Terry Jones, remember him? He was the so-called pastor/prophet of the Florida-based Dove Outreach Center who had a hankering for burning stuff. The Koran. Effigies of Obama. His own character. My students at Central Washington University used to get so fired up when I would lecture about Jones. Students who had brothers or sisters serving in Iraq and Afghanistan. They felt correctly that Jones’s inflammatory rhetoric would endanger American soldiers.
Following the 9/11 attacks, Jones took to the Internet and issued a call for an International Day of Burning the Koran. He ended up hosting the book burning himself at his Florida fraud church. That then led to a retaliatory action by Afghan extremists, who stormed the UN and killed a dozen people, including American soldiers.The Defense Department and Homeland Security and everyone else tried to warn Terry Jones that his stupidity could and most likely would put American military in harm’s way. Secretary Robert M. Gates and Gen. David H. Petraeus warned him his actions were endangering the lives of U.S. military personnel.
But you know how headstrong arrogant men can be.
As I pointed out to my mostly enraged students, the First Amendment makes allowances for people like Jones. Freedom to practice one’s religion is one of the primary tenets of our way of life. It was that freedom to practice one’s own religion, and not a state-mandated one, that enticed people to cross the big pond for the Americas. Much as we might disdain the way some people exercise their First Amendment right to practice religion or to peacefully assemble, for the most part we’ve always understood that these are necessary rights if we ever hope to keep our nation free from tyranny.
Thankfully, most Americans collectively condemned Terry Jones and recognized there was nothing Christian about his behavior. We reviled him for his meanness. We cursed him for his bigotry. We prayed for the victims and took solace in the fact that one day God would set things right with Terry Jones and it wouldn’t be pretty at all.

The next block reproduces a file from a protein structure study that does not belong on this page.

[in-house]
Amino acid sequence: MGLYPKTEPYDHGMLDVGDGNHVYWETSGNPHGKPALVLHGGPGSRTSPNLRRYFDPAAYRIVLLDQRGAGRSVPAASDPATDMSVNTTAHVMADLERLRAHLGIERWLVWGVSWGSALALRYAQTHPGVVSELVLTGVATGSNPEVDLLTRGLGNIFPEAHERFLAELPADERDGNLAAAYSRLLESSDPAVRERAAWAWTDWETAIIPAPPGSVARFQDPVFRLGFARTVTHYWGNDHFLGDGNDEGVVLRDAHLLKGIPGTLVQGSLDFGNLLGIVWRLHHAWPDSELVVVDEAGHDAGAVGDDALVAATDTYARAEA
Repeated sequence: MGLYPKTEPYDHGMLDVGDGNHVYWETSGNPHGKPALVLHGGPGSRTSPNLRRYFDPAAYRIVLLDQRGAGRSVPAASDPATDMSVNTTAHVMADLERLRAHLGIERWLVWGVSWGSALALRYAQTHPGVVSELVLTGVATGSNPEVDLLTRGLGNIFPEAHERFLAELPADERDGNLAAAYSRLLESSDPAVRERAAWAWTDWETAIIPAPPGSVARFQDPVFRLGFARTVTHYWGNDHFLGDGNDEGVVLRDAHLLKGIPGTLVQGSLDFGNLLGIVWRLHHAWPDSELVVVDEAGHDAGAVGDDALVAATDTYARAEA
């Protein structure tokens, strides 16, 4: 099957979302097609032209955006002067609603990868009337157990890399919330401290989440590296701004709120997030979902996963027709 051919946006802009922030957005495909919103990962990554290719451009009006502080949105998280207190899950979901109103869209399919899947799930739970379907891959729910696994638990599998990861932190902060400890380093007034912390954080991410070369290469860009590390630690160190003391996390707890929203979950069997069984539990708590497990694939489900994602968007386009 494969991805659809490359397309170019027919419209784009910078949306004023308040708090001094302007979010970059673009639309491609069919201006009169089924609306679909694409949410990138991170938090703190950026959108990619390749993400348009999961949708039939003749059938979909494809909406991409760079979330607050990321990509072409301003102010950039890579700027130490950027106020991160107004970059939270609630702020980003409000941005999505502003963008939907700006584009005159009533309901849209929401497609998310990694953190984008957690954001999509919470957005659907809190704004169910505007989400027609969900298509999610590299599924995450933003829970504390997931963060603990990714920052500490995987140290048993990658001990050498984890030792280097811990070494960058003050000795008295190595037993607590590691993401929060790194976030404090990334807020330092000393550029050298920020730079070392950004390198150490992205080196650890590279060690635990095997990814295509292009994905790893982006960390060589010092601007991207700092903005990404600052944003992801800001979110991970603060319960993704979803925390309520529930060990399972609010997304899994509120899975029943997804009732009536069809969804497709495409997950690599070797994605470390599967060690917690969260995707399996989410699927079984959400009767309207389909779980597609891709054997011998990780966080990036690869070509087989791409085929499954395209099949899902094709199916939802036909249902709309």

Except for the few fringe white nationalist groups, by and large Jones’s behavior was roundly vilified.
Nobody went on CNN or NPR or FoxNews and suggested that all Jones needed was a little understanding. Nobody was going around saying that Jones represented Southern Evangelicals and their way of life and we needed to build a bridge of understanding in order to prevent such future threats. Nor did anyone suggest that Jones represented Midwest Conservatives (he is a native of Missouri). Or that he was acting out because he, like other Conservatives, felt neglected by the rest of America .
Americans almost unilaterally agreed that Jones’s actions were despicable. Most Americans understood that what Jones did was not born of religion but of hate. Not representative of Christ. Nor was it representative of America, a nation built upon the coming together of people of different faiths and beliefs and ways of life. A nation of Natives and all the rest of us – all immigrants.
I dare say the bulk of people considered Terry Jones three pickles shy of a whopper.
His DNA was off plumb.
I would show my students excerpts of Jones’s online rants. We would all feel dirty and nauseated afterwards.
How could such a hateful bigoted man draw such worldwide attention?
What made him so demented towards people of other faiths?
Nobody reputable ever suggested that we need to give Jones a chance to prove himself a better man. It was widely accepted that Jones was a blowhard in search of money and attention.
But that was awhile back.
Back when we could pretty much collectively agree that the tenets of our Constitution and Bill of Rights were laws that were time-honored and true. Not perfect, perhaps, but pretty darn great way of building a society where the common good was the law of order.
Back before we would give people like Jones unlimited access to center stage on national news shows.
Back before we would make people like Jones international celebrities.
Back when a man’s word mattered.
Back when the way a man treated others mattered.
Back before Jones took a job as a fry cook in a strip mall.
Back before we put a man as emotionally-unbalanced and character-deficient as Jones into the highest office in the land.
The next time someone suggest you have to make nice, quit protesting, quit speaking out and just get along with Donald Trump, or the people who continue to foolishly support him, ask them if they felt the same way about Terry Jones.
Karen Spears Zacharias is author of BURDY and the forthcoming CHRISTIAN BEND (Mercer University Press).